“Also, being a photographer gives you a license to steal experiences that you ordinarily wouldn’t have. You enter into other people’s worlds who are usually very highly specialized, very rare.” ~ Jay Maisel
I love and loathe Sapa, Vietnam.
Maybe loathe's too harsh of a term. Let’s just say I found some aspects of traveling in Sapa irritating.
Sapa is located in Vietnam’s remote northwest mountains along the border with China. Many hill tribe ethnic minorities call Sapa home, such as the Black Hmong, Red Dzao, Tay, Giáy , Thai and Phù Lá. The region is famous for its stunning scenery, treks, homestays, cultural diversity, the colorful dresses of the local hill tribe ethnic minorities – and the pestering sales tactics of local hill tribe ethnic minorities who wear colorful dresses.
As a photographer I found Sapa frustrating, because every time I would ask a local if I could take their photo they would either demand money or I had to buy one of their souvenirs.
To add to my growing frustration, when I would walk down the street in the town center of Sapa or trek through the beautiful rice terraces, I was always accompanied (stalked) by members of the Black Hmong tribe (Sapa’s #1 aggressive sales team) who were relentless with their standardized sales pitch to buy their wares.
After a couple of days of this I reached my boiling point.
One day I was hiking in the Black Hmong village of Cat Cat, and started to descend a steep staircase when I saw the perfect candid moment of a group of Hmong children who were approaching me. I took a photo, and when I lowered my camera they extended their hand and said, “One dollar!”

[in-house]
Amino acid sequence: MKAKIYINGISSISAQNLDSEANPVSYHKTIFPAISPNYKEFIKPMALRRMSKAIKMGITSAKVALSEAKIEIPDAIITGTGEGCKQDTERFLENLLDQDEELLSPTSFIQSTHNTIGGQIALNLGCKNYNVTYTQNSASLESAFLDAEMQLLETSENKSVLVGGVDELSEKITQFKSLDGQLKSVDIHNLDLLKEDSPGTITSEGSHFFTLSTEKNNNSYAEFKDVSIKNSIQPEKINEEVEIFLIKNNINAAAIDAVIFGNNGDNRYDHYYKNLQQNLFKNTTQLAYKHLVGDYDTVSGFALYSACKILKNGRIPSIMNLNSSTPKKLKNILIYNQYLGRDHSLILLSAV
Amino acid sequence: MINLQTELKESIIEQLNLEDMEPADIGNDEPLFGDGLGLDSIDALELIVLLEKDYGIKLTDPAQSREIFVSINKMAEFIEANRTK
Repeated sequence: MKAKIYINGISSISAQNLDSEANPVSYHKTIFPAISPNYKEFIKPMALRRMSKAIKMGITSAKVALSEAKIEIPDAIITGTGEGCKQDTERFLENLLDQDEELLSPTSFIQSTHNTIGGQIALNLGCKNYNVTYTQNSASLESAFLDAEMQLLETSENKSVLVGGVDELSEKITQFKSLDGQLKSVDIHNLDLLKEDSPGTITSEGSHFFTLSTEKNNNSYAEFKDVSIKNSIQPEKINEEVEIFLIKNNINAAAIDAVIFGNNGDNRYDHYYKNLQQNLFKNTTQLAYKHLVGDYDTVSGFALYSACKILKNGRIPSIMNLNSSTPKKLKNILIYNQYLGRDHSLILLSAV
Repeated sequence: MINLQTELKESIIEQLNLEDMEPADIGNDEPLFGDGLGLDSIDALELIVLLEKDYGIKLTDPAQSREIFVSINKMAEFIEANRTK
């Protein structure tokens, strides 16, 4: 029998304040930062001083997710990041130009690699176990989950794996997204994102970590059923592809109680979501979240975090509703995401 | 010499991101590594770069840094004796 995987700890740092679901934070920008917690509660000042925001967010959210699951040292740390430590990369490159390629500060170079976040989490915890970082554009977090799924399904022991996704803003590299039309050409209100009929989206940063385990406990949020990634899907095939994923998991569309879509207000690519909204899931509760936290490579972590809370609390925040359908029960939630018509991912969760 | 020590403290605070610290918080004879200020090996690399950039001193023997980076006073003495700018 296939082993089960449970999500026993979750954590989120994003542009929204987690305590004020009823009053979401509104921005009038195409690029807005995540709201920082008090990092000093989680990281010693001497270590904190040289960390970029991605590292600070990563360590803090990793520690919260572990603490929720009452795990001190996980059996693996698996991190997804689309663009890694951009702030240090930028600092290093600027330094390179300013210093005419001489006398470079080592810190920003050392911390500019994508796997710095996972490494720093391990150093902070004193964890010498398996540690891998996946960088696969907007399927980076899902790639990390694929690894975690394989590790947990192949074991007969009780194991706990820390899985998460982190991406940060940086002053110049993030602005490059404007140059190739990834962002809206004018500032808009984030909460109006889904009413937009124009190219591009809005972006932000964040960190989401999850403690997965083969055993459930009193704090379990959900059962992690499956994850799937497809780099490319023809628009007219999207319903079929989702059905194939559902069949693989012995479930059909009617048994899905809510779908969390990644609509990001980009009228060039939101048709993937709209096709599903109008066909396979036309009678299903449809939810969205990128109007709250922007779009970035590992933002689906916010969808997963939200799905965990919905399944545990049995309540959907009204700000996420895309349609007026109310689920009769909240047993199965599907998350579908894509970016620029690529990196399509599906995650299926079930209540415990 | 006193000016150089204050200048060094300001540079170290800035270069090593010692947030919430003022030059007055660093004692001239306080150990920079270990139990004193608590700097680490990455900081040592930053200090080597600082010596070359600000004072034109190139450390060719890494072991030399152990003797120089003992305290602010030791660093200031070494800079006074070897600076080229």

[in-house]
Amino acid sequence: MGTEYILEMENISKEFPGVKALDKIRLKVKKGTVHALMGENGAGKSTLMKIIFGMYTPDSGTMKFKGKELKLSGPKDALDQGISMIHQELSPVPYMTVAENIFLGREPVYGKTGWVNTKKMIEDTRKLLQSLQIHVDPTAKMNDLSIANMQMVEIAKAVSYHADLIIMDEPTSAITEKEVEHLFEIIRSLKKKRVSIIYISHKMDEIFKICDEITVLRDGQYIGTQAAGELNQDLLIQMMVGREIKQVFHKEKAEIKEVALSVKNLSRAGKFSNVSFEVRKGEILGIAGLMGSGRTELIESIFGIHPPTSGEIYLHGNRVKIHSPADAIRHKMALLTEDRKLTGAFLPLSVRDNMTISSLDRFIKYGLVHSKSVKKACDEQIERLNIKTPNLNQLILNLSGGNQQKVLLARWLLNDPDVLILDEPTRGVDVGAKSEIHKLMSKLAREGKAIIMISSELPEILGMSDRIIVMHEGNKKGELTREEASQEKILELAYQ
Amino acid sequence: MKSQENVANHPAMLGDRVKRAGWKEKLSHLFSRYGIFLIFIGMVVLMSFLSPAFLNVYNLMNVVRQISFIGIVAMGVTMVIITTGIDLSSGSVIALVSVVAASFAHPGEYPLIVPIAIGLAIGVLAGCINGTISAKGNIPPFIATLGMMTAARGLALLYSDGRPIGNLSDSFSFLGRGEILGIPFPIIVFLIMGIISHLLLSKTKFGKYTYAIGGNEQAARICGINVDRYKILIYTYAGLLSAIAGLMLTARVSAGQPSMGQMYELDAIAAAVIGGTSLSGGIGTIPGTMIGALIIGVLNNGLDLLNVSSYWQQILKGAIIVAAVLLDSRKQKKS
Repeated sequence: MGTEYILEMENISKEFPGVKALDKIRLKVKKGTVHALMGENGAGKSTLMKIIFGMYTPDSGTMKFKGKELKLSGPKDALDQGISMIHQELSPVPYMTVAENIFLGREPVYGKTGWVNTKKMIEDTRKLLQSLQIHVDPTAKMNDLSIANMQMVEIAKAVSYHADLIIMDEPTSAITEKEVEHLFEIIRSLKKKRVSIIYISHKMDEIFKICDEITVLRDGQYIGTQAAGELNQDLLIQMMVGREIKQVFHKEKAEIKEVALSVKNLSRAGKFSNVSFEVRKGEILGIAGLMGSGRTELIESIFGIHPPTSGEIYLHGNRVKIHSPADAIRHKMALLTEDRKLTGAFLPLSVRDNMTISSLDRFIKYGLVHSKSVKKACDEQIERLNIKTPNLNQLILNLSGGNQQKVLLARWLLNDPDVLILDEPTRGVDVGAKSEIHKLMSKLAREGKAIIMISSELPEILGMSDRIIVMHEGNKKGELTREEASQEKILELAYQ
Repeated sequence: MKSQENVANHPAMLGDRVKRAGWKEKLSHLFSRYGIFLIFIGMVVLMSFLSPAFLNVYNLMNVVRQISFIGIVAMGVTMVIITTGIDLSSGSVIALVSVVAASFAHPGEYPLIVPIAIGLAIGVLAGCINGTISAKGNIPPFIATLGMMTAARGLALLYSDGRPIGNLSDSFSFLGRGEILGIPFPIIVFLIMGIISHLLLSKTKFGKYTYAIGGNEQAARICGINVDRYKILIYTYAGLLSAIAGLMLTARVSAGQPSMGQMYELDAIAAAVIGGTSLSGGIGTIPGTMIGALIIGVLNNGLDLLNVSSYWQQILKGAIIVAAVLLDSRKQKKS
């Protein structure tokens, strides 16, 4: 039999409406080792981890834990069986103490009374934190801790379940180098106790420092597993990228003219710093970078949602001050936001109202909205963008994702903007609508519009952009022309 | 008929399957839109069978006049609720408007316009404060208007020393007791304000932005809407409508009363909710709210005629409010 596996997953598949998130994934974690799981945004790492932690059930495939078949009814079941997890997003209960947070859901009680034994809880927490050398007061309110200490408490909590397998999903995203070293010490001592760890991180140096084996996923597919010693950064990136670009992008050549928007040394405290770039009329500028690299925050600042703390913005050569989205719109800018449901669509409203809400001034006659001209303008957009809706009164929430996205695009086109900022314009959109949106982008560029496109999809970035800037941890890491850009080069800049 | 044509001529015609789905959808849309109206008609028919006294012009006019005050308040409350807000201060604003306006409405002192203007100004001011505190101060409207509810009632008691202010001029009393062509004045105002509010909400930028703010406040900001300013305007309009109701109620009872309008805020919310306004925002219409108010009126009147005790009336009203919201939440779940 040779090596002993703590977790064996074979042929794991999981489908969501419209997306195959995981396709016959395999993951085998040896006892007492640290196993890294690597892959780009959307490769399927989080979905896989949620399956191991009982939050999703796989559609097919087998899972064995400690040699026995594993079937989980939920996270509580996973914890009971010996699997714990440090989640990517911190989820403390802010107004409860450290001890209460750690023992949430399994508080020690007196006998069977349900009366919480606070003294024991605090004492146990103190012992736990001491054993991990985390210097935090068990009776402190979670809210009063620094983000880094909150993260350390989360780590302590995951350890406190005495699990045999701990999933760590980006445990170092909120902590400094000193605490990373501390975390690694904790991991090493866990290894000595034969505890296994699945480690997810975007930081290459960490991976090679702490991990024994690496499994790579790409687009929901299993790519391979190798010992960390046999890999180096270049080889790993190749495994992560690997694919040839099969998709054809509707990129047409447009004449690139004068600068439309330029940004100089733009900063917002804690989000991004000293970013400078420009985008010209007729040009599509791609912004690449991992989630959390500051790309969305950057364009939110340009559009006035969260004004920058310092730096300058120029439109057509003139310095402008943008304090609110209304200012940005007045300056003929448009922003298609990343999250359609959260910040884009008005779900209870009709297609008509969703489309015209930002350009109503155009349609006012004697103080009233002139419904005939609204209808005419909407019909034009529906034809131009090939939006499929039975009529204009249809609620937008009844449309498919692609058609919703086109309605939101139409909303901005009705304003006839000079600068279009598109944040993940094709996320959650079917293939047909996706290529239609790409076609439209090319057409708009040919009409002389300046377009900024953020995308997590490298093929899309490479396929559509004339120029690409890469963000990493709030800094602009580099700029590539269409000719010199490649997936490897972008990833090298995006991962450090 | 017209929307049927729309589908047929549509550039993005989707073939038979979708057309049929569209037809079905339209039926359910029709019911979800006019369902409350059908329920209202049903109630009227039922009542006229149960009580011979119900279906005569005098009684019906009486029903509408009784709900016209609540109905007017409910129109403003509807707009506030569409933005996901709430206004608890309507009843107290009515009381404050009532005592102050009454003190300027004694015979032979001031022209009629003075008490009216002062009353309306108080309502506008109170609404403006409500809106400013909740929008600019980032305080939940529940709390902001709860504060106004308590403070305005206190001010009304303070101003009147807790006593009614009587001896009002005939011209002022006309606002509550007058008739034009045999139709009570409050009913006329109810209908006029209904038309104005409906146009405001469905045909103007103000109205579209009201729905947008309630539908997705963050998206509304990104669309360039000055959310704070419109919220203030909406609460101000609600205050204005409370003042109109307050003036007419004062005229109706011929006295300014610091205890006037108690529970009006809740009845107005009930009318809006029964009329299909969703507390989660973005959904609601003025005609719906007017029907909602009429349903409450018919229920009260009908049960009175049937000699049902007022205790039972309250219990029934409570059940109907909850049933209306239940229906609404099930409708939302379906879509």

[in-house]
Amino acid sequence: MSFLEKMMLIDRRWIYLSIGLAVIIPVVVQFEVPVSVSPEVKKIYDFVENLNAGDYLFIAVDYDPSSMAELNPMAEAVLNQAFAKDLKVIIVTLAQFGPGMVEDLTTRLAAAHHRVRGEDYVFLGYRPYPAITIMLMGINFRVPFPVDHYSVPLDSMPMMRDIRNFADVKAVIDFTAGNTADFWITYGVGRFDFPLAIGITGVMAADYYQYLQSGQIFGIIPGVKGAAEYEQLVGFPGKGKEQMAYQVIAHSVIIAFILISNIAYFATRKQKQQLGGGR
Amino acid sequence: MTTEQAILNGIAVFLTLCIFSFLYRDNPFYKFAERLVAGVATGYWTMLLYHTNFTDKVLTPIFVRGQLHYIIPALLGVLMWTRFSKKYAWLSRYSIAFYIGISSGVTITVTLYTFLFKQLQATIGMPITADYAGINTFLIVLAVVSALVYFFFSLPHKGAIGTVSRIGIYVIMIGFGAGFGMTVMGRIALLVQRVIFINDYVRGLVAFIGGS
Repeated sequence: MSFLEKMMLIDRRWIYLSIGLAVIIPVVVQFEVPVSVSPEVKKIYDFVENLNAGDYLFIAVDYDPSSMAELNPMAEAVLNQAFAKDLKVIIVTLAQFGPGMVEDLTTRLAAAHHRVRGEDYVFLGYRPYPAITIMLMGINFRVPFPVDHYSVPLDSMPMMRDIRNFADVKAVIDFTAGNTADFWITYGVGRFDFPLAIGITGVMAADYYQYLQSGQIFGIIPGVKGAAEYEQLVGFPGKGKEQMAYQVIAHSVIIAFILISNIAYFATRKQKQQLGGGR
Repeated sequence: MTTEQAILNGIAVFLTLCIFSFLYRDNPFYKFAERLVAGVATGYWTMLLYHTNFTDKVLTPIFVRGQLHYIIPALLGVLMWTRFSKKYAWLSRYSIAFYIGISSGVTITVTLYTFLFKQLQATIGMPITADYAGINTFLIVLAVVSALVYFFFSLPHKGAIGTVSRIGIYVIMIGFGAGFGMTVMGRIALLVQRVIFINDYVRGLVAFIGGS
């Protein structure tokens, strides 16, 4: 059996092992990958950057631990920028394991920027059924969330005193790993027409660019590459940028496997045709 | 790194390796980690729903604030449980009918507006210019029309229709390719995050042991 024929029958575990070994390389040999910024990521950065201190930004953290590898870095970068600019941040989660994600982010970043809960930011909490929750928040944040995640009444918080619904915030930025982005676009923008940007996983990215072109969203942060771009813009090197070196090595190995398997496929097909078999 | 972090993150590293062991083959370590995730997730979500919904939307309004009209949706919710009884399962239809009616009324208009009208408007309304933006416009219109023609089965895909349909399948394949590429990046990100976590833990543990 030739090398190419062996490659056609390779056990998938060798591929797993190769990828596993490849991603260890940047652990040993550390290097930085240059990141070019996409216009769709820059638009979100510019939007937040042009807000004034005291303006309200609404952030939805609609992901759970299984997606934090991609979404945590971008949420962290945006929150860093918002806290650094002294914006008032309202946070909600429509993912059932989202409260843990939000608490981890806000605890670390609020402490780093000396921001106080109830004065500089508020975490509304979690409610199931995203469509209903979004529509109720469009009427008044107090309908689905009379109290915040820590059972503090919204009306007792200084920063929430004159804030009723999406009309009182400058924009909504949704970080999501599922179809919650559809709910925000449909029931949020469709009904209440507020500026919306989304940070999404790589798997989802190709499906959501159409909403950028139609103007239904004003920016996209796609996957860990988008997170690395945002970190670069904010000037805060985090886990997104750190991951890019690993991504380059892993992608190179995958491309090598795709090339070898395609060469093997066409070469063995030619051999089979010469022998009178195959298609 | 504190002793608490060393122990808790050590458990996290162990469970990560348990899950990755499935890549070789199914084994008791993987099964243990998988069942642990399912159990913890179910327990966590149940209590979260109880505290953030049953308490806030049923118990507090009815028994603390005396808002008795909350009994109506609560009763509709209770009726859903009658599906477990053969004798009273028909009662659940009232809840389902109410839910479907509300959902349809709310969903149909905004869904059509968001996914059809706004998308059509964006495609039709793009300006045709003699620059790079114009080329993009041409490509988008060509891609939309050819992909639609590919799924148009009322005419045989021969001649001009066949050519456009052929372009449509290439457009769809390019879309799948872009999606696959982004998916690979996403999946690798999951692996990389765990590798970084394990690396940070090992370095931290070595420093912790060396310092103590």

“I’ll give you five!” I replied.
They all jumped for joy and then I extended my hand in the air and gave them all a high “five.”
I don’t think they were expecting that type of five.
While the Black Hmong are well represented in Sapa, the Red Dzao (also known as Yao or Dao) ethnic minority tribe are also another colorful hill tribe you will encounter, whether you want to or not. Besides their perfectly honed salesmanship techniques, they are noted for their bright red headdress, shaved foreheads and shaved eyebrows.
After a couple of days in Sapa, I really wanted to know the people behind the constant sales chatter of “You buy from me!”
So one day I rented a motorbike and drove twelve kilometers from downtown Sapa to the Red Dzao village of Ta Phin. It was here I met Tami, and before she could employ her crafty sales tactics I stated that I wanted to buy something from her. But not one of her handicrafts – rather, her time.
I asked her to share with me her family life, the history of the Red Dzao people, her daily activities and how tourism has affected her village.
She extended an invitation to me to visit her home, which was a mile away. On the way we passed by the local school that was recently built by the Vietnamese government. I asked why it was painted a bright yellow color, and she said that government buildings in Vietnam are painted yellow.
Our visit coincided with recess, so she introduced me to her daughter and son who were playing in the schoolyard. Afterwards, we walked by picturesque rice fields where I asked Tami why it was mainly the women who were employed in the tourism industry.
“The men work in the fields,” as she pointed to the farmers, “their English is not good so it is hard for them to talk to the tourists.”
At her home she offered me a drink and led me on a quick tour. I asked her how tourism affected her village.
“I like the tourists because it provides money for us,” she replied. “I like it because I get to practice my English.”
The whole time I had my Canon 5D Mark II DSLR camera at my side and she looked at it and asked, “Do you want to take a photo?”
I asked her to move to the open doorway where some beautiful, diffused light was coming in.
In the end, we both enjoyed our time together. She wasn’t pressured to make a sale, and I didn’t need to engage in any “run and gun” travel photography.
Even though I took only three photos of Tami, my camera gave me a license to steal an experience that morning.
I think I’ll be returning to Sapa soon.